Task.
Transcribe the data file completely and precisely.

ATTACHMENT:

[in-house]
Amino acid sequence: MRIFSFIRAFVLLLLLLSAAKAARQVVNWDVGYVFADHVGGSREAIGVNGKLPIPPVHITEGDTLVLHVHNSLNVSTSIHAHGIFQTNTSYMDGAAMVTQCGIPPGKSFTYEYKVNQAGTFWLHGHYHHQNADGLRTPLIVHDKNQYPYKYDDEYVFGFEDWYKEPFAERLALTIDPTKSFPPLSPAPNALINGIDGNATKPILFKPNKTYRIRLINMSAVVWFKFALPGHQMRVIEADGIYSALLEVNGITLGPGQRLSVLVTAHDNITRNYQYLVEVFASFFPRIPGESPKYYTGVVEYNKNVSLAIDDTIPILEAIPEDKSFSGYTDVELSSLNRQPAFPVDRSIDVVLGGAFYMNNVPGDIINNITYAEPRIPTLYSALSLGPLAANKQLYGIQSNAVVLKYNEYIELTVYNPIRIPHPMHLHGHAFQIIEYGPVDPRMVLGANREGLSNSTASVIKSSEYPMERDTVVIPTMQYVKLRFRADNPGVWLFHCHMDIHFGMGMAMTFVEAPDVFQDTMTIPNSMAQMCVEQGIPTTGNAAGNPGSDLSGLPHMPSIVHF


[in-house]
Amino acid sequence: MRIFSFIRAFVLLLLLLSAAKAARQVVNWDVGYVFADHVGGSREAIGVNGKLPIPPVHITEGDTLVLHVHNSLNVSTSIHAHGIFQTNTSYMDGAAMVTQCGIPPGKSFTYEYKVNQAGTFWLHGHYHHQNADGLRTPLIVHDKNQYPYKYDDEYVFGFEDWYKEPFAERLALTIDPTKSFPPLSPAPNALINGIDGNATKPILFKPNKTYRIRLINMSAVVWFKFALPGHQMRVIEADGIYSALLEVNGITLGPGQRLSVLVTAHDNITRNYQYLVEVFASFFPRIPGESPKYYTGVVEYNKNVSLAIDDTIPILEAIPEDKSFSGYTDVELSSLNRQPAFPVDRSIDVVLGGAFYMNNVPGDIINNITYAEPRIPTLYSALSLGPLAANKQLYGIQSNAVVLKYNEYIELTVYNPIRIPHPMHLHGHAFQIIEYGPVDPRMVLGANREGLSNSTASVIKSSEYPMERDTVVIPTMQYVKLRFRADNPGVWLFHCHMDIHFGMGMAMTFVEAPDVFQDTMTIPNSMAQMCVEQGIPTTGNAAGNPGSDLSGLPHMPSIVHF